Barry Strauss is a classicist and a military and naval historian and consultant. He is Professor of History and Classics, Bryce and Edith M. Bowmar Professor in Humanistic Studies at Cornell University, the visiting Corliss Dean Page Fellow at the Hoover Institution, Series Editor of Princeton’s Turning Points in Ancient History, and an author of bestselling books.
Professor Strauss is a recognized authority on leadership and the lessons that can be learned from the experiences of the greatest political and military leaders of the ancient world (Caesar, Hannibal, Alexander among many others).
Professor Strauss has spent years researching and studying the leaders of the ancient world and has written and spoken widely of their mistakes and successes. He is also a widely acclaimed military and naval historian whose analyses of the strategies and campaigns of some of history’s great commanders reveal the successful rules of engagement that were true on the battlefield and resonate in today’s boardrooms and executive suites.
He is a former Chair of Cornell's Department of History as well as a former Director of Cornell’s Judith Reppy Institute for Peace and Conflict Studies, where he studied modern engagements from Bosnia to Iraq and from Afghanistan to Europe. He also served as Distinguished Visiting Professor in the Department of Defense Analysis at the Naval Postgraduate School. He is an expert on military strategy. He is currently director as well as a founder of Cornell’s Program on Freedom and Free Societies, which investigates challenges to constitutional liberty at home and abroad. He holds fellowships from the National Endowment for the Humanities, the German Academic Exchange Service, the Korea Foundation, the MacDowell Colony, the American School of Classical Studies at Athens, the American Academy in Rome, among others and is the recipient of Cornell’s Clark (now Russell) Award for Excellence in Teaching. In recognition of his scholarship, he received the Lucio Colletti Journalism Prize for literature and he was named an Honorary Citizen of Salamis, Greece. He holds a Ph.D. from Yale and a B.A. from Cornell.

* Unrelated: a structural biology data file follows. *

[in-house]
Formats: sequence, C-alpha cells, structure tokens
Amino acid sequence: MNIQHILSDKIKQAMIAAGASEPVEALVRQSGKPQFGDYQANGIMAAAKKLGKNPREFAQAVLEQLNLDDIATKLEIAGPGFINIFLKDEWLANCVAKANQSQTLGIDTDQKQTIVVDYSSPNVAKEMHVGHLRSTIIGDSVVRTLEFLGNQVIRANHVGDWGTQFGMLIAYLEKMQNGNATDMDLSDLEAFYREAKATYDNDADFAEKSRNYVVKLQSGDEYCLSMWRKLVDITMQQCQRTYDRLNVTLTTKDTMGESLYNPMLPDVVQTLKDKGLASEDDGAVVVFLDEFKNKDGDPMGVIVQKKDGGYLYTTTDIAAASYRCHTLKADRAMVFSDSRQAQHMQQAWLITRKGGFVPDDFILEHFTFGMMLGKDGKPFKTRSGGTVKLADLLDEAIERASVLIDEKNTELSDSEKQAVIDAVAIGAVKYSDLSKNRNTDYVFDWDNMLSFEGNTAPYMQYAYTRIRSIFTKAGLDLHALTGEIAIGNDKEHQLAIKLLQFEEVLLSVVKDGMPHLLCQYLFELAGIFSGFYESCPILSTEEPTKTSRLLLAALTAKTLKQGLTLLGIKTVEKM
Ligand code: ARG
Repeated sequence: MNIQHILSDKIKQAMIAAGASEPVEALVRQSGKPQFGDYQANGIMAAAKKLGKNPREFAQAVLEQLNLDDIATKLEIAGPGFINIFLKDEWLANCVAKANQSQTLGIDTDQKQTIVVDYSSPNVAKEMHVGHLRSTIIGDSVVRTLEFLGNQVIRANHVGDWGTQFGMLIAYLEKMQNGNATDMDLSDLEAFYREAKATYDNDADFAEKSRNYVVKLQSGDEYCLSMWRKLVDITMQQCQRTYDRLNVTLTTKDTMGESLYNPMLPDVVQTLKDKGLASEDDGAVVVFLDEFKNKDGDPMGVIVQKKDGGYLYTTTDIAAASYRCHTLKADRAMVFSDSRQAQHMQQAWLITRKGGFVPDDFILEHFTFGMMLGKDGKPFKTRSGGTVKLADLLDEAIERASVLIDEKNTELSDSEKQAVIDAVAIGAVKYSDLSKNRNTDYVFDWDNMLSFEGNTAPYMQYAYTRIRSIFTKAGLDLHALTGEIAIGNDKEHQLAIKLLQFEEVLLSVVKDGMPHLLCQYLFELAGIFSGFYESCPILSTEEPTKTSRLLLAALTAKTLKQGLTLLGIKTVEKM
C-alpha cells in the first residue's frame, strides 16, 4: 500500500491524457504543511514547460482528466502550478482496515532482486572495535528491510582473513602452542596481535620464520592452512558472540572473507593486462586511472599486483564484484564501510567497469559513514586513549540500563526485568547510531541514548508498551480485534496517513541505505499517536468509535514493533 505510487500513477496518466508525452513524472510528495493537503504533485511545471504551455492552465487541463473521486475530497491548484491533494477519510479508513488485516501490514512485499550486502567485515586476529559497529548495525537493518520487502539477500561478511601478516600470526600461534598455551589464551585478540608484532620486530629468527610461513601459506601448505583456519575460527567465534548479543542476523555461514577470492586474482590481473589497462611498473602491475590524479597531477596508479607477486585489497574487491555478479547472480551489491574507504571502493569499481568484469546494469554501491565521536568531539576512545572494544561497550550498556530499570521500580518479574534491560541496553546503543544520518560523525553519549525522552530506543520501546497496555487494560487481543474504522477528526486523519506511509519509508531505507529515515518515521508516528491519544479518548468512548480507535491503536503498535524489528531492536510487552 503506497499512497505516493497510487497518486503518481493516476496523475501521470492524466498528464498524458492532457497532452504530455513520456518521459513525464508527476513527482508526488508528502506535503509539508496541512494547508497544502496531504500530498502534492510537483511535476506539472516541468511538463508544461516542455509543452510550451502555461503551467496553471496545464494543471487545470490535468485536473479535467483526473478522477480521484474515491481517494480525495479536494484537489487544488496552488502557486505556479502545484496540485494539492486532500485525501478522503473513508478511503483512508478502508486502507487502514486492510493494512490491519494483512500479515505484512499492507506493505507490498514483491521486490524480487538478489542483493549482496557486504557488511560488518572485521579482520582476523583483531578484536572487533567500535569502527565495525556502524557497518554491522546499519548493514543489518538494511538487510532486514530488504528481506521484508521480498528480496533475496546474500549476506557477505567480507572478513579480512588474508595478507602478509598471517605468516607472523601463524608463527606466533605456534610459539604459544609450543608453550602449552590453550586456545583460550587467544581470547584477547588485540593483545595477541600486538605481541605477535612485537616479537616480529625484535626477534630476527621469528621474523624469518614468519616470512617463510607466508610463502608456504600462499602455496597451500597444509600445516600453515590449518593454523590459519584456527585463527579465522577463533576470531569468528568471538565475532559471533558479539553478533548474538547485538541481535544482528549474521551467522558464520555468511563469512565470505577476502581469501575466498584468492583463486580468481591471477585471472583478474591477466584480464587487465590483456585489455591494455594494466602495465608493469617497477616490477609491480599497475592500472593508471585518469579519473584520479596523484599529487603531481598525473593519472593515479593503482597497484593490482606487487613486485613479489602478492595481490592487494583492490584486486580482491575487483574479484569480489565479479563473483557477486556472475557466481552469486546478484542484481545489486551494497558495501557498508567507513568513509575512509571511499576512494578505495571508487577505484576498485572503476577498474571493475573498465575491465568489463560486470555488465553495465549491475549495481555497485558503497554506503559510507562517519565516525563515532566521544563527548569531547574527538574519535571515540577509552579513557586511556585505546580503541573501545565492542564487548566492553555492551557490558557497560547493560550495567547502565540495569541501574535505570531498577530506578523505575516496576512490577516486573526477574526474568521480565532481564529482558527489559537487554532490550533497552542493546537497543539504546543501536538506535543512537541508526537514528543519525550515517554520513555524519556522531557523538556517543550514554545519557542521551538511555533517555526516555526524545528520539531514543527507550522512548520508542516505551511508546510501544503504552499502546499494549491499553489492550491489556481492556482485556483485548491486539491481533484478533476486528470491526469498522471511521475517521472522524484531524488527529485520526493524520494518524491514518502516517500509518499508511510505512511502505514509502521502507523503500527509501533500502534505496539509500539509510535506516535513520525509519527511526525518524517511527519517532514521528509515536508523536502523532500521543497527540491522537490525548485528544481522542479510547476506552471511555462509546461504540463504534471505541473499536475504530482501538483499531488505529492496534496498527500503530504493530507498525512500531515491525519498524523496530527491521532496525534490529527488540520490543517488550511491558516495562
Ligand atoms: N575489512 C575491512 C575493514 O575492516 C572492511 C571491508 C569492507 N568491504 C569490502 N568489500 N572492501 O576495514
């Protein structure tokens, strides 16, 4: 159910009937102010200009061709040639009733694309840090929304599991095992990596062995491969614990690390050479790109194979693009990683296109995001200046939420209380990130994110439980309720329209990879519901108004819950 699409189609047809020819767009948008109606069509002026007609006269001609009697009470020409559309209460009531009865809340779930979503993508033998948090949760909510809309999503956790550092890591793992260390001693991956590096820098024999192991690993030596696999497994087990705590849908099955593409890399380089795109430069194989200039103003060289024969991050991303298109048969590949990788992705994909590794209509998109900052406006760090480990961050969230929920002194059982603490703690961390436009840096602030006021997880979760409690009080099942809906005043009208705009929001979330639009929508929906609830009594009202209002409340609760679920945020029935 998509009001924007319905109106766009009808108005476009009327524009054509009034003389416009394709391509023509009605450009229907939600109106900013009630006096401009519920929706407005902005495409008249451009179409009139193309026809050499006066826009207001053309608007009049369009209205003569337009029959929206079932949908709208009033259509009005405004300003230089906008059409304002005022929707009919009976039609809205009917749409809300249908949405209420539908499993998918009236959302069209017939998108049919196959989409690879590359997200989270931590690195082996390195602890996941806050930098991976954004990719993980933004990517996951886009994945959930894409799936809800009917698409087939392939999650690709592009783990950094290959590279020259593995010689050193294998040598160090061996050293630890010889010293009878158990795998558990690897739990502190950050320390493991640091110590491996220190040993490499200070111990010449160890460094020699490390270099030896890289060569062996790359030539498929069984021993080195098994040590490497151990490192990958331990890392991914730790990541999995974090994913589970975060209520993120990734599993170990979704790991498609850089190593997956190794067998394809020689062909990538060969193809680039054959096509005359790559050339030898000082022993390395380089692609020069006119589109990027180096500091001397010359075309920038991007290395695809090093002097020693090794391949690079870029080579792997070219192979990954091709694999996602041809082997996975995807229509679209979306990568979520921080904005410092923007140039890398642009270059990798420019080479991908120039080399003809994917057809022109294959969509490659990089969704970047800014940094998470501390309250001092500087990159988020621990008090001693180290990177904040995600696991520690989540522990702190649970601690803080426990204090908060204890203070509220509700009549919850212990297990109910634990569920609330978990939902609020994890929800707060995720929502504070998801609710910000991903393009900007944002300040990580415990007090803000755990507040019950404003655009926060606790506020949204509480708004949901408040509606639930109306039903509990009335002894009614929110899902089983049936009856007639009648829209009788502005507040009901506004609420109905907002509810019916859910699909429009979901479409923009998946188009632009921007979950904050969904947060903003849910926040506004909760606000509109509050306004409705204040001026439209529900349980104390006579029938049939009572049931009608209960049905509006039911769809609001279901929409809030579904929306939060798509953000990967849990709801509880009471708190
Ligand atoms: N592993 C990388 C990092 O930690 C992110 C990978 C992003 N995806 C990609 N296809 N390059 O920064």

Professor Strauss is the author of nine books on ancient history. His Battle of Salamis: The Naval Encounter That Saved Greece—and Western Civilization was named one of the best books of 2004 by the Washington Post. His Masters of Command: Alexander, Hannibal, Caesar and the Genius of Leadership was named one of the best books of 2012 by Bloomberg. His The Death of Caesar: The Story of History’s Most Famous Assassination, (Simon & Schuster, March 2015) has been hailed as “clear and compelling” by TIME, “brilliant” by the Wall Street Journal, “engrossing, exhaustive yet surprisingly easy to read” by Barrons, and “an absolutely marvelous read” by The Times of London.
His bestselling Ten Caesars: Roman Emperors from Augustine to Constantine (Simon & Schuster, March 2019) was called "an exceptionally accessible history of the Roman Empire ... much of Ten Caesars reads like a script for Games of Thrones (Wall Street Journal), "enlightening," (New York Times), "an excellent and eminently readable introduction," (New Criterion), "a history page-turner which brings to life Rome's rulers," (National Geographic), and "a captivating narrative," (Publisher's Weekly). The book was named to five best book lists of the year.
Professor Strauss's books have been translated into nineteen languages. He is also the author of over 60 scholarly articles and reviews.
Professor Strauss is a well-known television personality with appearances on The History Channel, The Discovery Channel, CNN, PBS, and Netflix. He is the host of the popular podcast, "ANTIQUITAS: Leaders and Legends of the Ancient World," which is accessible on most platforms.